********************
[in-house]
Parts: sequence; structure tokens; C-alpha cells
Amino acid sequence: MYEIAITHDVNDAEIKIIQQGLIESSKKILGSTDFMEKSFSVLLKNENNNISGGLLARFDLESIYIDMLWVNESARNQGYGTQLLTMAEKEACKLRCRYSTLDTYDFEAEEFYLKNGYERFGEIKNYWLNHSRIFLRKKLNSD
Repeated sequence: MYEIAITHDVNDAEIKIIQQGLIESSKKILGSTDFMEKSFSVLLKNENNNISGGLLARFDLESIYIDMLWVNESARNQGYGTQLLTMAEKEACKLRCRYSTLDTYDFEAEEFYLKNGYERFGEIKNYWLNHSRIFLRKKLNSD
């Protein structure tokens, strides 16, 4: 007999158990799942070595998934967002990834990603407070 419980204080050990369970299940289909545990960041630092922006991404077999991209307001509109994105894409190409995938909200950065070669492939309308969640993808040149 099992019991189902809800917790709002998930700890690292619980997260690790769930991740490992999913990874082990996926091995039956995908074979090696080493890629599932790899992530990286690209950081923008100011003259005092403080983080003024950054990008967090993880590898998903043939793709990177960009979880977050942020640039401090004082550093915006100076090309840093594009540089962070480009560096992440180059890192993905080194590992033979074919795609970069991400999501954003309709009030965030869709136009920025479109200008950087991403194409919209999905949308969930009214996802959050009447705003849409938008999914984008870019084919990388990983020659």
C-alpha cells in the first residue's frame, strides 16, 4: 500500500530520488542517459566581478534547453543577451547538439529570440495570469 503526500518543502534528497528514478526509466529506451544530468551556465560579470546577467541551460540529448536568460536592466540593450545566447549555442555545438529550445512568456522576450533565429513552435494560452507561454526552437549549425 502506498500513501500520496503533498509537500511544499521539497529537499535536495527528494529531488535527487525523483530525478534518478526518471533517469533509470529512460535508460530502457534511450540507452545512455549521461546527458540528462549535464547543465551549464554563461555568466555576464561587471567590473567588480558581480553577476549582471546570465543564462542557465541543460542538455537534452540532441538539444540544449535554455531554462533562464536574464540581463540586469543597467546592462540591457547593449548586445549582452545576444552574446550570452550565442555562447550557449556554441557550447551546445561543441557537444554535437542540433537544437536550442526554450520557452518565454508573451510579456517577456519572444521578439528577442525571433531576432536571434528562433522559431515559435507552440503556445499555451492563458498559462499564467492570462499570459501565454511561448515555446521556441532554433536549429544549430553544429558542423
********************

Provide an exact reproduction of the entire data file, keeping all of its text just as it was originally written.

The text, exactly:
[in-house]
Parts: sequence; structure tokens; C-alpha cells
Amino acid sequence: MYEIAITHDVNDAEIKIIQQGLIESSKKILGSTDFMEKSFSVLLKNENNNISGGLLARFDLESIYIDMLWVNESARNQGYGTQLLTMAEKEACKLRCRYSTLDTYDFEAEEFYLKNGYERFGEIKNYWLNHSRIFLRKKLNSD
Repeated sequence: MYEIAITHDVNDAEIKIIQQGLIESSKKILGSTDFMEKSFSVLLKNENNNISGGLLARFDLESIYIDMLWVNESARNQGYGTQLLTMAEKEACKLRCRYSTLDTYDFEAEEFYLKNGYERFGEIKNYWLNHSRIFLRKKLNSD
């Protein structure tokens, strides 16, 4: 007999158990799942070595998934967002990834990603407070 419980204080050990369970299940289909545990960041630092922006991404077999991209307001509109994105894409190409995938909200950065070669492939309308969640993808040149 099992019991189902809800917790709002998930700890690292619980997260690790769930991740490992999913990874082990996926091995039956995908074979090696080493890629599932790899992530990286690209950081923008100011003259005092403080983080003024950054990008967090993880590898998903043939793709990177960009979880977050942020640039401090004082550093915006100076090309840093594009540089962070480009560096992440180059890192993905080194590992033979074919795609970069991400999501954003309709009030965030869709136009920025479109200008950087991403194409919209999905949308969930009214996802959050009447705003849409938008999914984008870019084919990388990983020659």
C-alpha cells in the first residue's frame, strides 16, 4: 500500500530520488542517459566581478534547453543577451547538439529570440495570469 503526500518543502534528497528514478526509466529506451544530468551556465560579470546577467541551460540529448536568460536592466540593450545566447549555442555545438529550445512568456522576450533565429513552435494560452507561454526552437549549425 502506498500513501500520496503533498509537500511544499521539497529537499535536495527528494529531488535527487525523483530525478534518478526518471533517469533509470529512460535508460530502457534511450540507452545512455549521461546527458540528462549535464547543465551549464554563461555568466555576464561587471567590473567588480558581480553577476549582471546570465543564462542557465541543460542538455537534452540532441538539444540544449535554455531554462533562464536574464540581463540586469543597467546592462540591457547593449548586445549582452545576444552574446550570452550565442555562447550557449556554441557550447551546445561543441557537444554535437542540433537544437536550442526554450520557452518565454508573451510579456517577456519572444521578439528577442525571433531576432536571434528562433522559431515559435507552440503556445499555451492563458498559462499564467492570462499570459501565454511561448515555446521556441532554433536549429544549430553544429558542423